The Kenpo Style

“I come to you with only Karate, my empty hands.
I have no weapons, but should I be forced to defend myself, my principles, or my honor;
should it be a matter of life or death, of right or wrong;
then here are my weapons, Karate, my empty hands.”

—Ed Parker, March 1957

Martial arts systems are definitely not all the same. Like clothes, each has a unique designer, a specific appeal, and fits every “wearer” in a different way.

The choice of which to train in should be based upon an understanding of what differentiates it from the others.


Kenpo is arguably the most practical style of self-defense, in any situation. With stances and strikes based on strategic angles and the laws of physics, its “brain over brawn” mentality maximizes the effectiveness of every body movement.

Kenpo is an adaptable art that every person can benefit from both physically and mentally, regardless of age, sex, size, or athletic ability.

It has three distinguishing characteristics:

  • Efficient flow, as opposed to rigid stances.
  • Versatility, using all body parts as weapons.
  • Emphasis on realistic situations, as opposed to acrobatics or sporting contests.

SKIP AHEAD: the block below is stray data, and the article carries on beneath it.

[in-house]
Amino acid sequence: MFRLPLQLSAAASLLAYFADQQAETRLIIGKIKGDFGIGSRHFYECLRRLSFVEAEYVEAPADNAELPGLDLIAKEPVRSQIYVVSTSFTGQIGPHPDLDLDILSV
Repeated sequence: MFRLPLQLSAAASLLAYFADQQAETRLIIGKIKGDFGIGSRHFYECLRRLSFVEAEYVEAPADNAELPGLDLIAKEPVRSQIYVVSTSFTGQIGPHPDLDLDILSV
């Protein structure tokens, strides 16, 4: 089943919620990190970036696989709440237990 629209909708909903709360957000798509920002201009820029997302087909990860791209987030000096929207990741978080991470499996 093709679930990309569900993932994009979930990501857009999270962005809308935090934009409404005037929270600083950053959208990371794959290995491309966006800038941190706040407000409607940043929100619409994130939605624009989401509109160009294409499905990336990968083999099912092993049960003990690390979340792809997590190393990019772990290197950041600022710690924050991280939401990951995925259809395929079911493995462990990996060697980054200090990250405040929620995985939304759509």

Fighting and self-defense styles have been around as long as mankind, originating from virtually every society and region on Earth. Recently, arts like Brazil’s Capoeira and Israel’s Krav Maga have become popular. But overall, three main styles of martial arts prevail:

  • Japanese styles, such as Shotokan, are known for strong, rigid stances and movements.
  • Korean systems, such as Tae Kwon Do, tend to be sport-oriented and focus greatly on the legs/kicking.
  • Chinese arts, such as Kenpo and Kung-Fu, emphasize flowing movements and practicality.


Edmund Kealoha Parker, one of America’s foremost martial arts pioneers—often dubbed the “Father of American Karate”—brought Kenpo Karate from China to the U.S. via Hawaii in 1954. The art’s notoriety increased when it was embraced by Hollywood stuntmen and celebrities alike, most notably music legend Elvis Presley. Ed Parker’s International Karate Championships in Long Beach, California, became the launching pad for the careers of martial arts stars including Chuck Norris and Bruce Lee. Learn more.

Today, Old School embraces the principles of Ed Parker’s teaching and the traditions around which the art of Kenpo Karate was formed.